The most serious environmental challenge is confronted by Kashmir region. It is the smallest of the three regions, but hosts the largest and the densest human population of the state. It is also the highest recipient of the migrant population, tourists and others. Naturally, the stress on its natural environment is the highest.

Another important aspect is that of governance quality, militarization and conflict. Kashmir region has the poorest governance. The intensity of conflict here is also the gravest. It, perhaps, also has the largest military concentration.

Although Ladakh too has problems, its advantage is that it has a tiny population spread over a vast geographical area. The stress on its physical environment is relatively less. Its second advantage is its quality of governance. It has a good culture of community-driven environmental protection and ecological conservation.

Some of Jammu’s problems are similar to Kashmir. Since it is the most industrialized region in the state, some of its problems are even graver.

What is very crucial for this report is the manner it is structured. If it is structured on the pattern of the government of India’s annual State of Environment Report it would do a good job only partly. For doing an excellent job it will have to structure the report based on this state’s unique conditions. And that will not be achieved by basing the report solely on government statistics and toeing only a state-centric line.

The Government of India’s State of Environment Report, 2009, is a case in point. It has focused on issues like climate change, food security, water security, energy security and urbanization. It is OK to focus on these issues in our report as well, but we must not copy-paste its structure and approach. This report seeks to assess initiatives to monitor further degradation of environment and also suggests policy options. That is something which our SoE must aim too.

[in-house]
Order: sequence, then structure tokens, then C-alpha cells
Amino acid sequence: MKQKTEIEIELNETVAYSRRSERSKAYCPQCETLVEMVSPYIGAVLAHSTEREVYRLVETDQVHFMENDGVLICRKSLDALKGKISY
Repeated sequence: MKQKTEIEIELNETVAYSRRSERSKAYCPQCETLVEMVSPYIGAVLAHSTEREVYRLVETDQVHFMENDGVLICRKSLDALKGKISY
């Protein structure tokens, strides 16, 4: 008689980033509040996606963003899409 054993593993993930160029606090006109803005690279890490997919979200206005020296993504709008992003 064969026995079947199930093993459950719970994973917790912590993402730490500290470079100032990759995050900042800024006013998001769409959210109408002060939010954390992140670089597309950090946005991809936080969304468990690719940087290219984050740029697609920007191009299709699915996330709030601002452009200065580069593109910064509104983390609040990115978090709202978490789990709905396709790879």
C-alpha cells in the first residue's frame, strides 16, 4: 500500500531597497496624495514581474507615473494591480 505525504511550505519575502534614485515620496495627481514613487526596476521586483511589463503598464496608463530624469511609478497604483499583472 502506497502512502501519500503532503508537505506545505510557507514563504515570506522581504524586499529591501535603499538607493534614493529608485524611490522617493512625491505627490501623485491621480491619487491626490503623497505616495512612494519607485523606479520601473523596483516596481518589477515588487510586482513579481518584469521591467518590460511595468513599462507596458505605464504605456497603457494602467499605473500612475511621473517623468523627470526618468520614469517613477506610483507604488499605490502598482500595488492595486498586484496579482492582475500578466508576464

It makes complete sense to have the Department of Environment, Ecology and Remote Sensing to do the leadership job on this report. In the preparation of the Government of India’s State of Environment Report 2009– Development Alternatives - a non government agency, acted an equal partner. That has brought in intense value to that report. Our report must also have some ideas from outside the government system. That will make it more credible.

The global Environmental Performance Index (EPI), which categorizes all countries based on their environmental performance, will be a good model also to keep in view for our report. EPI looks at things in two broad categories - environmental health and ecosystem vitality. Both are very critical to our state, and go beyond statistical indicators.

When it comes to environmental health, our SoE should not only look at the extent of pollution to our water bodies, it must look at the issues of access to sanitation and safe drinking water too. If we try to develop indices for our water quality, water stress, water scarcity, etc. we will be able to evaluate our deterioration or improvement on an annual basis. That will be important for course correction.

Similarly, when it comes to outdoor air pollution, an evaluation of the sources and impact of urban particulates is a must. Our report should highlight the policy corrections needed in the development of our roads, etc. We need to keep our local ozone also in view.

On other issues of eco system vitality we need to go beyond statistics as well. We not only need to understand the extent of sulfur dioxide emissions, we need to know their sources as well.

When it comes to agriculture, there are too many imperatives which we haven’t given too much of attention. For instance, we need to analyse the impact of growing stock, irrigation stress, pesticide use and excess-fertilizer use. We also need to talk about pesticide and chemical fertilizer regulation. Forest cover change and critical habitat protection need our focus too.

On climate change we cannot afford to remain indifferent and see it as a global problem. This report must seek to look into the issue of greenhouse gas emissions per capita, carbon dioxide emissions per electricity unit generation and industrial greenhouse gas emission intensity in all of our regions.

SoE for J&K has a big burden of expectations. The problem is that the way we all live and demolish our environment makes one feel as if there is no tomorrow for us. This report must seek to rekindle hopes for a tomorrow. A better tomorrow.